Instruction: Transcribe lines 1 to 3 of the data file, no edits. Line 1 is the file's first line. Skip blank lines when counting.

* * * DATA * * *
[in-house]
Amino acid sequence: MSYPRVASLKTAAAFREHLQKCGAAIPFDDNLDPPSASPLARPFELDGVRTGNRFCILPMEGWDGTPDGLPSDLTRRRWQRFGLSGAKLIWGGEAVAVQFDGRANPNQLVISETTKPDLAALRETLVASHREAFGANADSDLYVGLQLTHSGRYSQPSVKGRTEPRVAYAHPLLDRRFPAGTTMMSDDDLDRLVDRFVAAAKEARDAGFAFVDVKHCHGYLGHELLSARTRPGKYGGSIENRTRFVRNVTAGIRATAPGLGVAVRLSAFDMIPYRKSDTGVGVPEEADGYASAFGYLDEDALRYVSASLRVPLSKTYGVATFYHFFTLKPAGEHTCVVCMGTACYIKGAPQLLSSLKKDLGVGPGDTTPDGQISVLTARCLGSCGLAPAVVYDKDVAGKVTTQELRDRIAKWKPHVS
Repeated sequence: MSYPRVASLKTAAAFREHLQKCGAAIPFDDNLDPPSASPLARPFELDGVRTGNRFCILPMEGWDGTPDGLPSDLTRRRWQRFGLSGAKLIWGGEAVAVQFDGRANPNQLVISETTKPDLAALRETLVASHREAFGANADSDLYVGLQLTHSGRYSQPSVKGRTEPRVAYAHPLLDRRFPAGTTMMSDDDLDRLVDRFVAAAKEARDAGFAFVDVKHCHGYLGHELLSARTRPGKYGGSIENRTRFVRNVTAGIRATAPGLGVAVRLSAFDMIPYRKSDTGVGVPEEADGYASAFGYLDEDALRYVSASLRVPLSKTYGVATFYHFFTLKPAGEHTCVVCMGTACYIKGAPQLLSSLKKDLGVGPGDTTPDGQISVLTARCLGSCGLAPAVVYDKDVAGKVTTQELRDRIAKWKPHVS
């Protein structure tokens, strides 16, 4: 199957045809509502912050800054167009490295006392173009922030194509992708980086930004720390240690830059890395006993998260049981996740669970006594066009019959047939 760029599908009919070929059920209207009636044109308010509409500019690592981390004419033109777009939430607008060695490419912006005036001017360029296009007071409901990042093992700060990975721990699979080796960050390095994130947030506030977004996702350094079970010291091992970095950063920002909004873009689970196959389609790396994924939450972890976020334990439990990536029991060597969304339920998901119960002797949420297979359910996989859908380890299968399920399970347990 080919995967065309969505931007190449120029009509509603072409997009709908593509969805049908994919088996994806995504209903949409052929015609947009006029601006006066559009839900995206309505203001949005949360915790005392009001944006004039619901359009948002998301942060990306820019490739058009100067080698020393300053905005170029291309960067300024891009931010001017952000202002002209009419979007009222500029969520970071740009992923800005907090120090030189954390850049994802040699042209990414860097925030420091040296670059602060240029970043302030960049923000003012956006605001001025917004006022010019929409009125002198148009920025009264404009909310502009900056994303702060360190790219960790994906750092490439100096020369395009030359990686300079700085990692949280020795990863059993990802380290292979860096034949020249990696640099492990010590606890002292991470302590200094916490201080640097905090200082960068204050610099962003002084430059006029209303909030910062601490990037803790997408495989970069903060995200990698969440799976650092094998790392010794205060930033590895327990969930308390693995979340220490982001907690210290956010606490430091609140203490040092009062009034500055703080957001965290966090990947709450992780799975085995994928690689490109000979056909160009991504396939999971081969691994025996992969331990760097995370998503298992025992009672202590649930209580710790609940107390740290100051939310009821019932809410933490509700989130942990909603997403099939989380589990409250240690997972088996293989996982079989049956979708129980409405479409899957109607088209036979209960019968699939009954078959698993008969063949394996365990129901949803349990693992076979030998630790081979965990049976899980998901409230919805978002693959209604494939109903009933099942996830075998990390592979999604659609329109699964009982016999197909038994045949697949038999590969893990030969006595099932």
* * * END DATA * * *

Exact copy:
[in-house]
Amino acid sequence: MSYPRVASLKTAAAFREHLQKCGAAIPFDDNLDPPSASPLARPFELDGVRTGNRFCILPMEGWDGTPDGLPSDLTRRRWQRFGLSGAKLIWGGEAVAVQFDGRANPNQLVISETTKPDLAALRETLVASHREAFGANADSDLYVGLQLTHSGRYSQPSVKGRTEPRVAYAHPLLDRRFPAGTTMMSDDDLDRLVDRFVAAAKEARDAGFAFVDVKHCHGYLGHELLSARTRPGKYGGSIENRTRFVRNVTAGIRATAPGLGVAVRLSAFDMIPYRKSDTGVGVPEEADGYASAFGYLDEDALRYVSASLRVPLSKTYGVATFYHFFTLKPAGEHTCVVCMGTACYIKGAPQLLSSLKKDLGVGPGDTTPDGQISVLTARCLGSCGLAPAVVYDKDVAGKVTTQELRDRIAKWKPHVS
Repeated sequence: MSYPRVASLKTAAAFREHLQKCGAAIPFDDNLDPPSASPLARPFELDGVRTGNRFCILPMEGWDGTPDGLPSDLTRRRWQRFGLSGAKLIWGGEAVAVQFDGRANPNQLVISETTKPDLAALRETLVASHREAFGANADSDLYVGLQLTHSGRYSQPSVKGRTEPRVAYAHPLLDRRFPAGTTMMSDDDLDRLVDRFVAAAKEARDAGFAFVDVKHCHGYLGHELLSARTRPGKYGGSIENRTRFVRNVTAGIRATAPGLGVAVRLSAFDMIPYRKSDTGVGVPEEADGYASAFGYLDEDALRYVSASLRVPLSKTYGVATFYHFFTLKPAGEHTCVVCMGTACYIKGAPQLLSSLKKDLGVGPGDTTPDGQISVLTARCLGSCGLAPAVVYDKDVAGKVTTQELRDRIAKWKPHVS